Charla Teeters-Stewart

R to L: Teeters-Stewart, Sarah Woloski, Richard Woloski, Sander De Lange, James Floyd.

ANAHEIM — While Star Wars fans flocked to the Anaheim Convention Center to celebrate their favorite galaxy far, far away, Imperial Valley Film Commissioner Charla Teeters-Stewart helped bring them back to earth, namely to the deserts of ‘Tatooine,’ via Imperial Valley tourism.

Teeters-Stewart was part of the "Star Wars Tourism: Visiting the Galaxy Far, Far Away on Earth" discussion panel at the widely attended Star Wars Celebration event, which ran May 26 to May 29, in Anaheim. Teeters-Stewart was part of the panel on May 27 from 2 p.m. to 3 p.m., coincidentally coinciding to the day with the premier of new Star Wars show "Obi-Wan Kenobi" on the Disney+ streaming service.

The annual Star Wars Celebration convention is “the ultimate fan experience focused on the galaxy far, far away…,” or the worlds within the Star Wars cinematic universe, according to a press release.

Fans of all ages from all around the world come together to celebrate Star Wars in their fandom to express their love for the cultural phenomenon through four days of “immersive exhibits and experiences, screenings, announcements, celebrity guests, exclusive merchandise, and information discussion panels,” according to the release.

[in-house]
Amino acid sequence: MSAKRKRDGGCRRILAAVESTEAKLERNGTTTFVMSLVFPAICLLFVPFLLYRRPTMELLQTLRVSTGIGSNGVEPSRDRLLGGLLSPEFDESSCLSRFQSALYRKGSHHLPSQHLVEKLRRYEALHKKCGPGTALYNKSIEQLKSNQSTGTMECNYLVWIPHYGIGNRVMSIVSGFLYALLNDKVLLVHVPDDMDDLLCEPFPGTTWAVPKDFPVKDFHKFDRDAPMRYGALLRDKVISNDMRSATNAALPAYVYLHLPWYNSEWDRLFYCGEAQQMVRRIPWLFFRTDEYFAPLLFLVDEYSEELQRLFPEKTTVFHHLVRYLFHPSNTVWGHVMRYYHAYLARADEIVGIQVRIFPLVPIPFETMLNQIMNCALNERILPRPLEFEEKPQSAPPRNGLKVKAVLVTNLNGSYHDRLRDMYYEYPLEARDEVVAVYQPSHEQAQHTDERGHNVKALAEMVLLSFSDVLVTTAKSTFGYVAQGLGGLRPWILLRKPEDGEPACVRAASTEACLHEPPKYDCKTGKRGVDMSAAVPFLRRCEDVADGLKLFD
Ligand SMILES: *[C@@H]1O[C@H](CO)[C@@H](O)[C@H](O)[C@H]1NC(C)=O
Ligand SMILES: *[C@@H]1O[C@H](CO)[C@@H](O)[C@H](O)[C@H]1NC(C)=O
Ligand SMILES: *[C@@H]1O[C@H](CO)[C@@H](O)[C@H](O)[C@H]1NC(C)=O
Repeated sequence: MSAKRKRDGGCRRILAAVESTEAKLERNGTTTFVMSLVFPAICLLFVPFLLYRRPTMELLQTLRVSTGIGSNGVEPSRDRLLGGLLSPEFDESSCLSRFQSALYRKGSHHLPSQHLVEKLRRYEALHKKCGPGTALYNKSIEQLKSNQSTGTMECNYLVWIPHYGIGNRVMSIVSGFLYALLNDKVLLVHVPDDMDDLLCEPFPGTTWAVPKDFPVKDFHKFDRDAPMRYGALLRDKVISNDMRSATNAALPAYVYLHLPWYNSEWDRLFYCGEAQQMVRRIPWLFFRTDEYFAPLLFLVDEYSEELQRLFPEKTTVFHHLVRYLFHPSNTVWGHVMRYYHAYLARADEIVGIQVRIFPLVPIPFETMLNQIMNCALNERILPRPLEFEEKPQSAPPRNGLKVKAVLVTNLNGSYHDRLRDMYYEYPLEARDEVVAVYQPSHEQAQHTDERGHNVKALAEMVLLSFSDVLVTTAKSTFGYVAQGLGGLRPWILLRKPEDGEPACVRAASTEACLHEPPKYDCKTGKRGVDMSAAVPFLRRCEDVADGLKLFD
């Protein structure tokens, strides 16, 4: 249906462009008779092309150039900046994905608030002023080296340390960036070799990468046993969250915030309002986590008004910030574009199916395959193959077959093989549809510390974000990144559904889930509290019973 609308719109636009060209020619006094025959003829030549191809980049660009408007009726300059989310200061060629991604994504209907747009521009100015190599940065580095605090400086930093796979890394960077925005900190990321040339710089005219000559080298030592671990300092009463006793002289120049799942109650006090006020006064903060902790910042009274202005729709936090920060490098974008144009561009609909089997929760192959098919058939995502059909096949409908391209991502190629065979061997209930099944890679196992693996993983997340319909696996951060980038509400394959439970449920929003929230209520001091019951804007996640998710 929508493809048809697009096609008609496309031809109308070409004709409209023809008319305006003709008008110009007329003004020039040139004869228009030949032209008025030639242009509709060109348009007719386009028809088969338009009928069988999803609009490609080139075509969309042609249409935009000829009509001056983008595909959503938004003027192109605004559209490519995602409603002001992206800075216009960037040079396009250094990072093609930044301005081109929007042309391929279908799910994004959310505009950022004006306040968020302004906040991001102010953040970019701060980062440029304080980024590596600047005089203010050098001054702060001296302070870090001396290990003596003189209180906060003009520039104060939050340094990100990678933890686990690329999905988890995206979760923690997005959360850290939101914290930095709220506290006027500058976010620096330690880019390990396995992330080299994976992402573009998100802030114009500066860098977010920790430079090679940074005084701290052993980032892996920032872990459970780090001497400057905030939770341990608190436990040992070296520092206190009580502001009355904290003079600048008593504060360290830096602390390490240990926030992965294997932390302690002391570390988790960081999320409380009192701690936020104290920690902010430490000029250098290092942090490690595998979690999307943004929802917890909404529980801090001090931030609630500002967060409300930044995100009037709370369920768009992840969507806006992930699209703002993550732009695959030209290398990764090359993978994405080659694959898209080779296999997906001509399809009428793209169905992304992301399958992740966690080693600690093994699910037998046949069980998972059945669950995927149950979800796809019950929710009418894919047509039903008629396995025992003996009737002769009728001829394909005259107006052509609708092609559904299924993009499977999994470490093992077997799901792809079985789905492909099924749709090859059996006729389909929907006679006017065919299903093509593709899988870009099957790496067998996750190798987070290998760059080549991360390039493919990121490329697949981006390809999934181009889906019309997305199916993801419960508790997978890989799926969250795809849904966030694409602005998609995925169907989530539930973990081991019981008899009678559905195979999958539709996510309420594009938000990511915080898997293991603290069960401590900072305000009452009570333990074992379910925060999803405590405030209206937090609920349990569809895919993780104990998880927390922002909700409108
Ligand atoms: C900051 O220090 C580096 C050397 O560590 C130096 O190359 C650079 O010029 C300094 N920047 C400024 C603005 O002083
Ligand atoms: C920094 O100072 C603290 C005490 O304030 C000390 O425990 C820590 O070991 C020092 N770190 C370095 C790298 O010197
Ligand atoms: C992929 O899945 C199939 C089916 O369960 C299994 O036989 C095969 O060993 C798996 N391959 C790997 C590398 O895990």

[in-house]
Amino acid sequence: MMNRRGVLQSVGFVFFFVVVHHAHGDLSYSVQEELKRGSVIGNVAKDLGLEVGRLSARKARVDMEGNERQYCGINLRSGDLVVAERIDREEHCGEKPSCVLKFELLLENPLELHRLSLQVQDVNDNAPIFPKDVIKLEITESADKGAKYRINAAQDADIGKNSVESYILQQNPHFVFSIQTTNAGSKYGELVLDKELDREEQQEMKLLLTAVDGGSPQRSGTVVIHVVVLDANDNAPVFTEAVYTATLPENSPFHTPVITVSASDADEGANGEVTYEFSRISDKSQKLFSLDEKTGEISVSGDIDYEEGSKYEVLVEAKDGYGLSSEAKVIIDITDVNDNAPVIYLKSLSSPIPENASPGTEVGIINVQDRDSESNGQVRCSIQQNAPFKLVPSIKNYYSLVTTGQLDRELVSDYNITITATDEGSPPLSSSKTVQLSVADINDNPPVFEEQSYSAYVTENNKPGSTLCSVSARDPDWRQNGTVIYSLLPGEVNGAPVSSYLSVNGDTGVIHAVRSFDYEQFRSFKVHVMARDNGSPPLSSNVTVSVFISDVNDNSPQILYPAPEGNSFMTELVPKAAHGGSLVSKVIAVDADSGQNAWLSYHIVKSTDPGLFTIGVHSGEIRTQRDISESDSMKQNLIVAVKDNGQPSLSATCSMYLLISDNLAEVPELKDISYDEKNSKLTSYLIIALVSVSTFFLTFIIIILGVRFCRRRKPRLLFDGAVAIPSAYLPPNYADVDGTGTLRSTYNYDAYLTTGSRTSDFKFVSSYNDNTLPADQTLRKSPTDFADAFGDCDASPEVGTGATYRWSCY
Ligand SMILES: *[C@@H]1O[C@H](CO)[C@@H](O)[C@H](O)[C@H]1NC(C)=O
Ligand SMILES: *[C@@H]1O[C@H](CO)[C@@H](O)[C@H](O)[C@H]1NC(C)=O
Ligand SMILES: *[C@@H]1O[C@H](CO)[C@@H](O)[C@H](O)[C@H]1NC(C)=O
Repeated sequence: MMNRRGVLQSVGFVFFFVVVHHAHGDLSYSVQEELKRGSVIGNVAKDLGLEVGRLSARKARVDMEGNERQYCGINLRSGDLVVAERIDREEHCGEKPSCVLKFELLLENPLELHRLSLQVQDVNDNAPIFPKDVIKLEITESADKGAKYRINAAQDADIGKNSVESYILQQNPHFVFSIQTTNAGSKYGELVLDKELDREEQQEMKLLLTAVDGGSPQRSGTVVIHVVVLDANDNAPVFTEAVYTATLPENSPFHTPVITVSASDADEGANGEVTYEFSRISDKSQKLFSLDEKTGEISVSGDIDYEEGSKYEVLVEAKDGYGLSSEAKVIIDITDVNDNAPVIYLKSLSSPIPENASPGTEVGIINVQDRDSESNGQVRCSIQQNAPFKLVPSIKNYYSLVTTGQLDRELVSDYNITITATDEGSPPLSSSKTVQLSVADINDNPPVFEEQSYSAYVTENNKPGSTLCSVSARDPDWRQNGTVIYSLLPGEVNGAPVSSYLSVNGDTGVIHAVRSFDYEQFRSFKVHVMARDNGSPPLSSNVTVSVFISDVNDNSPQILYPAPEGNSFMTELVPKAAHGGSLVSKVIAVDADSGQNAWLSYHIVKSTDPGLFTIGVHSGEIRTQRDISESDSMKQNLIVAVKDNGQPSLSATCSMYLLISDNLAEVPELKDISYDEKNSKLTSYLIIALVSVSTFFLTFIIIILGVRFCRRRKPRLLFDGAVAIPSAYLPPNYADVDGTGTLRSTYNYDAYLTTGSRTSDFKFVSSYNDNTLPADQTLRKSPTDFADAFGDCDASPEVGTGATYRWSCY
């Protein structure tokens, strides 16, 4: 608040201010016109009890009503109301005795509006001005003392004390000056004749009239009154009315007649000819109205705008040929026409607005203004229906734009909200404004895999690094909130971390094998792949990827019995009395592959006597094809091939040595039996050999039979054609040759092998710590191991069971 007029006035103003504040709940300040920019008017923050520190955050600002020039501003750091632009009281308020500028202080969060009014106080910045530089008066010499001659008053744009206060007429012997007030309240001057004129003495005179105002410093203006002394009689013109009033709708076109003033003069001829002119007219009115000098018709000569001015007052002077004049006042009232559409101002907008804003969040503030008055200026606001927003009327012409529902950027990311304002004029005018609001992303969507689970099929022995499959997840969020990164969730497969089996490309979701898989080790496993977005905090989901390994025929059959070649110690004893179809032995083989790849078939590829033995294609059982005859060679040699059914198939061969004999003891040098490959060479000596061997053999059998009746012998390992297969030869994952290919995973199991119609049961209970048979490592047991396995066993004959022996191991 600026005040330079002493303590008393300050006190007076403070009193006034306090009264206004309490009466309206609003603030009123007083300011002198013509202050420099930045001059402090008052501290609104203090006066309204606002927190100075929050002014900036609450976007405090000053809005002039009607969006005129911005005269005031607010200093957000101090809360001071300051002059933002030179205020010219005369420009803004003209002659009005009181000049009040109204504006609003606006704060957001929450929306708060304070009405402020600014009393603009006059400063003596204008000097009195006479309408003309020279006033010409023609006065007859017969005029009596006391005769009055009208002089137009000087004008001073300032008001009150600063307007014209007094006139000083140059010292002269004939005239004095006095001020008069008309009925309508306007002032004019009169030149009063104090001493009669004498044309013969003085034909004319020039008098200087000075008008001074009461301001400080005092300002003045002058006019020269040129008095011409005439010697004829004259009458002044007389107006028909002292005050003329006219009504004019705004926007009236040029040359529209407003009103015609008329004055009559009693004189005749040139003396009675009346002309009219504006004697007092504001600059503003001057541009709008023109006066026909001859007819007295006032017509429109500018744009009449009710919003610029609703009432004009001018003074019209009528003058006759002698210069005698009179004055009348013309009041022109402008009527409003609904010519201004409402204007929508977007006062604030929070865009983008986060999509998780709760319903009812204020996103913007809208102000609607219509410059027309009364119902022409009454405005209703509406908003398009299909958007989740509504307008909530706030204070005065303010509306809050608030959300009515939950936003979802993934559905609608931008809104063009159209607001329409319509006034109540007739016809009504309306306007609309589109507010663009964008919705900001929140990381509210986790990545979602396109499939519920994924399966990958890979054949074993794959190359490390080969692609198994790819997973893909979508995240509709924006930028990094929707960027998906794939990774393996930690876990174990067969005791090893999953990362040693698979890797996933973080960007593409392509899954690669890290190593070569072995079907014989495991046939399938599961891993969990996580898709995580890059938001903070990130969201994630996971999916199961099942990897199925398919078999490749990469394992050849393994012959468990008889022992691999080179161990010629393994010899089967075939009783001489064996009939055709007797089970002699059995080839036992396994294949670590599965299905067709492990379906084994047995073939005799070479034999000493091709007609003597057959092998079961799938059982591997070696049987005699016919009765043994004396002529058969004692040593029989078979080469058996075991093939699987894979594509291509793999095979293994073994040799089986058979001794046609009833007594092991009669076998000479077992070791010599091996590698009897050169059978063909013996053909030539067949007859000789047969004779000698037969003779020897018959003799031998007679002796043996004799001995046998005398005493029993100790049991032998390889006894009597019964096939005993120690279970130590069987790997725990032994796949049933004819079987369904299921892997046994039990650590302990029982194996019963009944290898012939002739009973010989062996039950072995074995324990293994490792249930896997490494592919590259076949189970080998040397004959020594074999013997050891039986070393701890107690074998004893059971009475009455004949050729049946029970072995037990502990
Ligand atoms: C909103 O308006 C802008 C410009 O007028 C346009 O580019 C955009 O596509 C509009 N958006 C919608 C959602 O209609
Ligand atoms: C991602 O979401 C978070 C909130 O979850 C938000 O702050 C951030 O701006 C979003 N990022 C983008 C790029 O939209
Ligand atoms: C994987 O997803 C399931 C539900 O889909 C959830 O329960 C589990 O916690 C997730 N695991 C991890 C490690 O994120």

“It's kind of like Comic-Con (San Diego) but just for Star Wars,” Teeters-Stewart said. “I like Star Wars but the people I'm about to go see (at this panel) really like Star Wars, so I'm excited about it,” she said before the event.

Teeters-Stewart said Star Wars Celebration 2022 is the first time the convention comes back to in-person attendance since 2019. In 2019, in addition to over 255 exhibitors, more than 65,000 people attended the Star Wars Celebration, according to reedpop.com.

Charla Teeters-Stewart

Charla Teeters-Stewart takes a photo near an Obi-Wan Kenobi display a the Star Wars Celebration 2022, May 27, in Anaheim.

The event was not Teeters-Stewart’s first ‘Star Wars tourism’ panel as she previously participated at the San Diego Comic-Con in 2019, yet it was her first time attending the annual Star Wars Celebration, she said.